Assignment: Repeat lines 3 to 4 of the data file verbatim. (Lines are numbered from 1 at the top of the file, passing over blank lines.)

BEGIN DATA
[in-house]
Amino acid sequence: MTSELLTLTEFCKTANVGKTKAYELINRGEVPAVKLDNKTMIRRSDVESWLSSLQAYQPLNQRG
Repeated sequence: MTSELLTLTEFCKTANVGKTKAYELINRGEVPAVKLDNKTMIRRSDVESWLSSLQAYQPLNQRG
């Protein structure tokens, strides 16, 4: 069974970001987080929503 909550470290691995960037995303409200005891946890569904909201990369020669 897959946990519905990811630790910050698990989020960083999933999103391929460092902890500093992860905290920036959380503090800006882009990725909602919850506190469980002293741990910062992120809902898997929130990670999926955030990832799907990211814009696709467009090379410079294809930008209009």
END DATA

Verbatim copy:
Repeated sequence: MTSELLTLTEFCKTANVGKTKAYELINRGEVPAVKLDNKTMIRRSDVESWLSSLQAYQPLNQRG
């Protein structure tokens, strides 16, 4: 069974970001987080929503 909550470290691995960037995303409200005891946890569904909201990369020669 897959946990519905990811630790910050698990989020960083999933999103391929460092902890500093992860905290920036959380503090800006882009990725909602919850506190469980002293741990910062992120809902898997929130990670999926955030990832799907990211814009696709467009090379410079294809930008209009």